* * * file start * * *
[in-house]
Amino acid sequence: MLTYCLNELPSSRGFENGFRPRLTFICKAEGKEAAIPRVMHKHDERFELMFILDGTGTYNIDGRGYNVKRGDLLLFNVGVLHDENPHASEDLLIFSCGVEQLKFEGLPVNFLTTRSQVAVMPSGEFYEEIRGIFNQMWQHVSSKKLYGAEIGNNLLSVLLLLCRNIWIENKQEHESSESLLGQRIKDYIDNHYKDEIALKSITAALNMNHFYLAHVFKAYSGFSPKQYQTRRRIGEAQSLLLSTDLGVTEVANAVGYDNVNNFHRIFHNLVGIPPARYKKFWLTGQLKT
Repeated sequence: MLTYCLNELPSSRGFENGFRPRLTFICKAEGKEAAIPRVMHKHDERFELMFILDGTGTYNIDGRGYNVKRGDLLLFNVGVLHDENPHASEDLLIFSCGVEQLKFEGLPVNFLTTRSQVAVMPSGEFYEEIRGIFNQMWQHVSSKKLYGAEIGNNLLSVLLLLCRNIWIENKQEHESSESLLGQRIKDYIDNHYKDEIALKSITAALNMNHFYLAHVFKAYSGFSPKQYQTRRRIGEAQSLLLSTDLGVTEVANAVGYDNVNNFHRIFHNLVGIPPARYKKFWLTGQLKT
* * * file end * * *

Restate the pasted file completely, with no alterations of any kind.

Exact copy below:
[in-house]
Amino acid sequence: MLTYCLNELPSSRGFENGFRPRLTFICKAEGKEAAIPRVMHKHDERFELMFILDGTGTYNIDGRGYNVKRGDLLLFNVGVLHDENPHASEDLLIFSCGVEQLKFEGLPVNFLTTRSQVAVMPSGEFYEEIRGIFNQMWQHVSSKKLYGAEIGNNLLSVLLLLCRNIWIENKQEHESSESLLGQRIKDYIDNHYKDEIALKSITAALNMNHFYLAHVFKAYSGFSPKQYQTRRRIGEAQSLLLSTDLGVTEVANAVGYDNVNNFHRIFHNLVGIPPARYKKFWLTGQLKT
Repeated sequence: MLTYCLNELPSSRGFENGFRPRLTFICKAEGKEAAIPRVMHKHDERFELMFILDGTGTYNIDGRGYNVKRGDLLLFNVGVLHDENPHASEDLLIFSCGVEQLKFEGLPVNFLTTRSQVAVMPSGEFYEEIRGIFNQMWQHVSSKKLYGAEIGNNLLSVLLLLCRNIWIENKQEHESSESLLGQRIKDYIDNHYKDEIALKSITAALNMNHFYLAHVFKAYSGFSPKQYQTRRRIGEAQSLLLSTDLGVTEVANAVGYDNVNNFHRIFHNLVGIPPARYKKFWLTGQLKT